Decoding Derivatives

Uploaded by : DreamGains Financials, Posted on : 23 Sep 2015


  • Derivatives have no independent value. Its value is derived from some other asset, which is called the “underlying asset”.
  • The underlying asset can be an index, a stock, a commodity, a bullion item or a currency. For example, derivatives of ITC shares will derive its value from the current share price of ITC.
  • The underlying asset could be index, stock, commodities bullion or currency.
  • Derivative contract is priced separately based on the underlying asset
  • The contract is traded not the underlying asset.
  • It acts as a good hedging tool against price volatility
  • You can take a high exposure on a stock or security by paying a small margin.
  • EXAMPLE: If the stocks are priced at Rs 10 lakh and you have only Rs 2 lakhs in hand, this product will still help you take a position.
  • It offers huge time leverage, which is a big plus for traders who do margin trading.
  • You can hold the position for 3 months. Normal margin product- 1 day, E-Margin product T+2 days

Types of Derivatives

  1. Futures: The owner has the obligation to buy or sell a contract at a pre-defined time and price. Conditions are standardised
  2. Forward: The owner has the obligation to buy or sell a contract at a pre-defined time and price. Conditions are customised between buyer and seller
  3. Option: The owner has the option to buy or sell something at a pre-defined price and time
  4. Swap: It is an agreement of barter or exchange of sequence of cash flows


  • It is a contract to buy /sell pre-defined quantities of an instrument at a specified price and time
  • Future contract has standardised conditions such as price, quantity and time
  • The owner of the contract has the obligation to buy or sell in future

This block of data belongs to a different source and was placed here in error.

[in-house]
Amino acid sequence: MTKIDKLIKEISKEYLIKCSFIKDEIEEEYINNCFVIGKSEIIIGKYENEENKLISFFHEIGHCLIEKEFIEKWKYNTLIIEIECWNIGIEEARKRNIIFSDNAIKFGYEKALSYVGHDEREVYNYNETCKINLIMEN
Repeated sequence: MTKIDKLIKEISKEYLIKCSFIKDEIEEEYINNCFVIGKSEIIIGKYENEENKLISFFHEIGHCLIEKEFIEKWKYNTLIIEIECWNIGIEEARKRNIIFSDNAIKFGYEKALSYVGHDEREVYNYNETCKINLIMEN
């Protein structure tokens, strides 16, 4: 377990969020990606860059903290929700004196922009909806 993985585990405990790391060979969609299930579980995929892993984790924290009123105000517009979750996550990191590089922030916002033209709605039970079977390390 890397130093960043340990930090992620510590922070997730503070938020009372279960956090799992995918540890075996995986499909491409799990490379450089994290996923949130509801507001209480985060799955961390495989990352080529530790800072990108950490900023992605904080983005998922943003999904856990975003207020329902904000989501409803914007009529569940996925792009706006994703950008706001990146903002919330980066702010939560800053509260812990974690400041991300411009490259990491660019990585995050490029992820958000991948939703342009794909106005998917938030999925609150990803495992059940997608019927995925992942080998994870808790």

• Price is determined by supply and demand factors in secondary market
  • Index futures was the financial derivative launched in India
  • Every contract expires on last Thursday of the expiry month

Terminologies used in Futures


  • Spot Price: the trading price of the asset in the spot market
  • Future price: the price of future contracts in futures market
  • Contract Cycle: Validity period for trading in contracts
  • Contract Size: Amount of the asset to be delivered in specified time
  • Expiry date: The date on which validity of contract ends
  • Initial Margin: Amount to be deposited in margin account to start trading
  • Maintenance Margin: Minimum amount to be maintained for trading
  • Cost of Carry: Storage cost plus interest paid to finance the asset
  • Mark to Market: Adjustments (Profit or Loss) made to investor’s margin account based on future closing price

Types of Futures Contracts

In terms of Underlying Asset

  • Index Futures
  • Stock Futures

In terms of Expiry

  • Near Month
  • Next Month
  • Far Month



  • The owner has an option to buy or sell the contract at a pre-defined price
  • Purchaser of option has to pay something for this contract – in form of a premium.
  • You can sell/write options and receive an option premium from the buyer.
  • A seller is obliged to sell/buy an asset if the buyer exercises it on him.

Types of Options

  • CALL Option- Right (not an obligation) to BUY the contract
  • PUT Option- Right (not an obligation) to SELL the contract
  • Index Options – An Index is the underlying asset.
  • Stock Options – Stocks act as the underlying asset.

Terminologies used in Options


Please refer our separate blog dedicated on this topic here.


Difference between Futures & Options

  • Futures and unlimited profit or loss potential.
  • Options have limited risk and unlimited profit potential. (Only applicable to Long positions)